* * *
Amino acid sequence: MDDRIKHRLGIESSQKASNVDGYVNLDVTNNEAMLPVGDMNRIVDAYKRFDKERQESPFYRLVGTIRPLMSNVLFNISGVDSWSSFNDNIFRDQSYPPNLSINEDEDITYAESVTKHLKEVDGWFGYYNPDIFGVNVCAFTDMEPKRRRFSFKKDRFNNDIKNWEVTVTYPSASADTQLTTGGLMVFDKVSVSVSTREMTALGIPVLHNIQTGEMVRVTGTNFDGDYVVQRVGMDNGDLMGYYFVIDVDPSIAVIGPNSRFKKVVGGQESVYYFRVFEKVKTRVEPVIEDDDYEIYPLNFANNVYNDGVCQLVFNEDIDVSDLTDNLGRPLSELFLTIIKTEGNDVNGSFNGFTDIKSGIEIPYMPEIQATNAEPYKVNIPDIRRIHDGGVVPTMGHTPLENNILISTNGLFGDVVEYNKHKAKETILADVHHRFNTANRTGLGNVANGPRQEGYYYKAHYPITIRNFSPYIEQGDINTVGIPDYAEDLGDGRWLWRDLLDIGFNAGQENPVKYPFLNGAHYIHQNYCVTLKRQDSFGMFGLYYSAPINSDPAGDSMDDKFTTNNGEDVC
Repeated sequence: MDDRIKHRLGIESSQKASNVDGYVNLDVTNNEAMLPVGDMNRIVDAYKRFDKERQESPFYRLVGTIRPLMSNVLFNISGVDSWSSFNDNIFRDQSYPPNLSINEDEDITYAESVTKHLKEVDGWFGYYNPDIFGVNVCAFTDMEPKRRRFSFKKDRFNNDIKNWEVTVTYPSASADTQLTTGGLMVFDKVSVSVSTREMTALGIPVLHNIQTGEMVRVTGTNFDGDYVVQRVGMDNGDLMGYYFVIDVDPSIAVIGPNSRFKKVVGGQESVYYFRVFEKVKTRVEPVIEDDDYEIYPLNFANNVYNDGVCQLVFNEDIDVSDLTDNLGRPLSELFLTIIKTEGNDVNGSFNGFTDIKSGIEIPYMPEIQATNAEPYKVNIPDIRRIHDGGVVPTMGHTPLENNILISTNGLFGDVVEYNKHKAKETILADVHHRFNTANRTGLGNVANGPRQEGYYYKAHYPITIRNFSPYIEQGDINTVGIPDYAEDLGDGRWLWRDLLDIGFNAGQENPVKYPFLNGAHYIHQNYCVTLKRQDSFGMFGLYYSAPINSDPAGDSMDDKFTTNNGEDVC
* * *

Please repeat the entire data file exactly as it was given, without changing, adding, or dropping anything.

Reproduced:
Amino acid sequence: MDDRIKHRLGIESSQKASNVDGYVNLDVTNNEAMLPVGDMNRIVDAYKRFDKERQESPFYRLVGTIRPLMSNVLFNISGVDSWSSFNDNIFRDQSYPPNLSINEDEDITYAESVTKHLKEVDGWFGYYNPDIFGVNVCAFTDMEPKRRRFSFKKDRFNNDIKNWEVTVTYPSASADTQLTTGGLMVFDKVSVSVSTREMTALGIPVLHNIQTGEMVRVTGTNFDGDYVVQRVGMDNGDLMGYYFVIDVDPSIAVIGPNSRFKKVVGGQESVYYFRVFEKVKTRVEPVIEDDDYEIYPLNFANNVYNDGVCQLVFNEDIDVSDLTDNLGRPLSELFLTIIKTEGNDVNGSFNGFTDIKSGIEIPYMPEIQATNAEPYKVNIPDIRRIHDGGVVPTMGHTPLENNILISTNGLFGDVVEYNKHKAKETILADVHHRFNTANRTGLGNVANGPRQEGYYYKAHYPITIRNFSPYIEQGDINTVGIPDYAEDLGDGRWLWRDLLDIGFNAGQENPVKYPFLNGAHYIHQNYCVTLKRQDSFGMFGLYYSAPINSDPAGDSMDDKFTTNNGEDVC
Repeated sequence: MDDRIKHRLGIESSQKASNVDGYVNLDVTNNEAMLPVGDMNRIVDAYKRFDKERQESPFYRLVGTIRPLMSNVLFNISGVDSWSSFNDNIFRDQSYPPNLSINEDEDITYAESVTKHLKEVDGWFGYYNPDIFGVNVCAFTDMEPKRRRFSFKKDRFNNDIKNWEVTVTYPSASADTQLTTGGLMVFDKVSVSVSTREMTALGIPVLHNIQTGEMVRVTGTNFDGDYVVQRVGMDNGDLMGYYFVIDVDPSIAVIGPNSRFKKVVGGQESVYYFRVFEKVKTRVEPVIEDDDYEIYPLNFANNVYNDGVCQLVFNEDIDVSDLTDNLGRPLSELFLTIIKTEGNDVNGSFNGFTDIKSGIEIPYMPEIQATNAEPYKVNIPDIRRIHDGGVVPTMGHTPLENNILISTNGLFGDVVEYNKHKAKETILADVHHRFNTANRTGLGNVANGPRQEGYYYKAHYPITIRNFSPYIEQGDINTVGIPDYAEDLGDGRWLWRDLLDIGFNAGQENPVKYPFLNGAHYIHQNYCVTLKRQDSFGMFGLYYSAPINSDPAGDSMDDKFTTNNGEDVC